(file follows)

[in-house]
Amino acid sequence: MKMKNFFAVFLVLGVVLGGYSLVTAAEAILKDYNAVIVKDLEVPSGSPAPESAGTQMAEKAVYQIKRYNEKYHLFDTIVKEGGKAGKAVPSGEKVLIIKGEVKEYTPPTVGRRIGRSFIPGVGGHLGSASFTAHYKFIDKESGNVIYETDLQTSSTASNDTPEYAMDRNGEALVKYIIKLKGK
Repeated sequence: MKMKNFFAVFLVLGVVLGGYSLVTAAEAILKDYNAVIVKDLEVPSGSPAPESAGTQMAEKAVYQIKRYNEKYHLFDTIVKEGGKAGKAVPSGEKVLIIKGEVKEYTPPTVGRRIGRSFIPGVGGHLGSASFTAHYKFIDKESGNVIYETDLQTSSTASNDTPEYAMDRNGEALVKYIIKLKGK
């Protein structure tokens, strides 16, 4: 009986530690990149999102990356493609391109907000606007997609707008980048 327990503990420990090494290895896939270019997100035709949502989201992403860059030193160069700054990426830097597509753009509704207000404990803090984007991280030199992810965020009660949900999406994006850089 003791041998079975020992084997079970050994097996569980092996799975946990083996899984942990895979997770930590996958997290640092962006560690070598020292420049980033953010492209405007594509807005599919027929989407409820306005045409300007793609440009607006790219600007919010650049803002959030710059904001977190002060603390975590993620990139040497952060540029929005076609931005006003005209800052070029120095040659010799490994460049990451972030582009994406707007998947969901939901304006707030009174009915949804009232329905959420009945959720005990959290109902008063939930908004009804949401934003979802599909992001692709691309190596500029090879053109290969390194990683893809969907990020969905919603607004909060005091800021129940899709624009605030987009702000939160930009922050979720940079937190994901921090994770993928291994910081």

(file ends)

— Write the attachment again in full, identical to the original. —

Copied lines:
[in-house]
Amino acid sequence: MKMKNFFAVFLVLGVVLGGYSLVTAAEAILKDYNAVIVKDLEVPSGSPAPESAGTQMAEKAVYQIKRYNEKYHLFDTIVKEGGKAGKAVPSGEKVLIIKGEVKEYTPPTVGRRIGRSFIPGVGGHLGSASFTAHYKFIDKESGNVIYETDLQTSSTASNDTPEYAMDRNGEALVKYIIKLKGK
Repeated sequence: MKMKNFFAVFLVLGVVLGGYSLVTAAEAILKDYNAVIVKDLEVPSGSPAPESAGTQMAEKAVYQIKRYNEKYHLFDTIVKEGGKAGKAVPSGEKVLIIKGEVKEYTPPTVGRRIGRSFIPGVGGHLGSASFTAHYKFIDKESGNVIYETDLQTSSTASNDTPEYAMDRNGEALVKYIIKLKGK
């Protein structure tokens, strides 16, 4: 009986530690990149999102990356493609391109907000606007997609707008980048 327990503990420990090494290895896939270019997100035709949502989201992403860059030193160069700054990426830097597509753009509704207000404990803090984007991280030199992810965020009660949900999406994006850089 003791041998079975020992084997079970050994097996569980092996799975946990083996899984942990895979997770930590996958997290640092962006560690070598020292420049980033953010492209405007594509807005599919027929989407409820306005045409300007793609440009607006790219600007919010650049803002959030710059904001977190002060603390975590993620990139040497952060540029929005076609931005006003005209800052070029120095040659010799490994460049990451972030582009994406707007998947969901939901304006707030009174009915949804009232329905959420009945959720005990959290109902008063939930908004009804949401934003979802599909992001692709691309190596500029090879053109290969390194990683893809969907990020969905919603607004909060005091800021129940899709624009605030987009702000939160930009922050979720940079937190994901921090994770993928291994910081």